Sunday, October 22, 2006

1001 Novels We All Should Read?

Confession: Other than Boomeritis, I have not read a single novel since I quit working in bookstores more than 10 years ago. I have reread some things I've read before, but nothing new. Yes, I know . . . .

Jessa at Bookslut liked 1001 Books You Must Read Before You Die enough that she talked to the editor, Peter Boxall.

You can read the list here. Organized by century, it's still very top heavy with books from the 1990's and 2000's -- books which may not survive the next ten years, let alone 100 years.

Once you get past the 1990's, the list is fairly representative of most college lit classes, though I would argue that the list disproportionately favors novels written in English.

Here is a segment of the list that covers part of my career as a bookseller:
  1. A Suitable Boy – Vikram Seth
  2. The Stone Diaries – Carol Shields
  3. The Virgin Suicides – Jeffrey Eugenides
  4. The House of Doctor Dee – Peter Ackroyd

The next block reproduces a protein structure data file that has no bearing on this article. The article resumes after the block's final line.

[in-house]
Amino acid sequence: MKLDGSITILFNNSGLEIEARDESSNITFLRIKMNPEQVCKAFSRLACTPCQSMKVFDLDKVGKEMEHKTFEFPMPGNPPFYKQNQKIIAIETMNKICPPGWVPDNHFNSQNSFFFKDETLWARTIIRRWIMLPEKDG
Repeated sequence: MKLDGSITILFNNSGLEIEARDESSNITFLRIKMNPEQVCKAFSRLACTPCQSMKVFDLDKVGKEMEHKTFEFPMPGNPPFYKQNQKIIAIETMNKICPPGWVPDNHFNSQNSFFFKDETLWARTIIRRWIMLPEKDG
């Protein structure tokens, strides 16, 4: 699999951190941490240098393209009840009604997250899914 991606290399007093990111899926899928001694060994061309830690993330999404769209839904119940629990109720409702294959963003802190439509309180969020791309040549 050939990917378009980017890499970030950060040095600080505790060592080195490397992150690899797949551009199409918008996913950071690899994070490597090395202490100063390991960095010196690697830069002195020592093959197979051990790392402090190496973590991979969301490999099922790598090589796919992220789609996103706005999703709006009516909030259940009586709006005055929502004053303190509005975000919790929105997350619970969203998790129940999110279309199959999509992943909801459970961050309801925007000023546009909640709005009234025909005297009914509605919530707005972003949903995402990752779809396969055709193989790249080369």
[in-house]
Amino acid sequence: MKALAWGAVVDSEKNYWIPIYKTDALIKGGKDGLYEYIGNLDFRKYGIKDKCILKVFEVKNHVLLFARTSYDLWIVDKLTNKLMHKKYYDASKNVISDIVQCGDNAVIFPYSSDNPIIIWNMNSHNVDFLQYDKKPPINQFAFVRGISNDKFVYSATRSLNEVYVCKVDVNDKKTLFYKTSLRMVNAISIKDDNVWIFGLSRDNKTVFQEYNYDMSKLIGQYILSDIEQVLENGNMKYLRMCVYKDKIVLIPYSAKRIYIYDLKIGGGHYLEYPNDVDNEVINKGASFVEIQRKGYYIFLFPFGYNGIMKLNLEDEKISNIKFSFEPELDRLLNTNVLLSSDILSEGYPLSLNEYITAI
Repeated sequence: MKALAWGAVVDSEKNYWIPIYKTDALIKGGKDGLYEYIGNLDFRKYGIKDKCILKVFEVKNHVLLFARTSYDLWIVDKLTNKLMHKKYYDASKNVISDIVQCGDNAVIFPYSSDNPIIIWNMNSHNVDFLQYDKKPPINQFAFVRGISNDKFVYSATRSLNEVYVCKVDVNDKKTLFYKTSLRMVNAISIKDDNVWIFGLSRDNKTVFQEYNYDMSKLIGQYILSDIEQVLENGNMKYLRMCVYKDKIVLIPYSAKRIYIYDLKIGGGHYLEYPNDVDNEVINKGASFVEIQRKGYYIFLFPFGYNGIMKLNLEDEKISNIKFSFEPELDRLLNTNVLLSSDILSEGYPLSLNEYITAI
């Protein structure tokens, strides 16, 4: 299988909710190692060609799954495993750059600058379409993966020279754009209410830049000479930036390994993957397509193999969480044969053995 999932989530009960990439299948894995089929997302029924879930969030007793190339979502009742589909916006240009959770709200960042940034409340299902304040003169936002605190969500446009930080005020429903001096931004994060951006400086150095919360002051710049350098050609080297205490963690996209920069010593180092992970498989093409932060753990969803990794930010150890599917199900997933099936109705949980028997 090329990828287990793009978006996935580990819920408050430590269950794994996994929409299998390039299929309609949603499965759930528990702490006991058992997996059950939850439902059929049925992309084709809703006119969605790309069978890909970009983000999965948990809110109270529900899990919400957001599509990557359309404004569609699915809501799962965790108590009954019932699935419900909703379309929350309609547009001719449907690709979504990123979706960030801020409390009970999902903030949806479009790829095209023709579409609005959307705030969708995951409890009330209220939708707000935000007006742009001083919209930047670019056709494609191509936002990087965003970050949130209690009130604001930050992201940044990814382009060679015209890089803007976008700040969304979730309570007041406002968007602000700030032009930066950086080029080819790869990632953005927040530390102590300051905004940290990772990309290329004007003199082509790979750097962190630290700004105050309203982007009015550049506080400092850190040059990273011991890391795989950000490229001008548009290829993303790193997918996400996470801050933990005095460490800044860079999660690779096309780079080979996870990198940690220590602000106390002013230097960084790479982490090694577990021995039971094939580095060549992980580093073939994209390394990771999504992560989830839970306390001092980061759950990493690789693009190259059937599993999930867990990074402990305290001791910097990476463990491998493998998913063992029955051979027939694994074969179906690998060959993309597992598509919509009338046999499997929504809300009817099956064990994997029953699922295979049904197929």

5. The Robber Bride – Margaret Atwood
  6. The Emigrants – W.G. Sebald
  7. The Secret History – Donna Tartt
  8. Life is a Caravanserai – Emine Özdamar
  9. The Discovery of Heaven – Harry Mulisch
  10. A Heart So White – Javier Marias
  11. Possessing the Secret of Joy – Alice Walker
  12. Indigo – Marina Warner
  13. The Crow Road – Iain Banks
  14. Written on the Body – Jeanette Winterson
  15. Jazz – Toni Morrison
  16. The English Patient – Michael Ondaatje
  17. Smilla’s Sense of Snow – Peter Høeg
  18. The Butcher Boy – Patrick McCabe
  19. Black Water – Joyce Carol Oates
  20. The Heather Blazing – Colm Tóibín
  21. Asphodel – H.D. (Hilda Doolittle)
  22. Black Dogs – Ian McEwan
  23. Hideous Kinky – Esther Freud
  24. Arcadia – Jim Crace
  25. Wild Swans – Jung Chang
  26. American Psycho – Bret Easton Ellis
  27. Time’s Arrow – Martin Amis
  28. Mao II – Don DeLillo
  29. Typical – Padgett Powell
  30. Regeneration – Pat Barker
I've read about 70% of those books. Several of them will survive the test of time, but most won't. Still, if one wanted an idea of what to read to be well-read in fiction, this list would be a good start.

What do you all think of this list?

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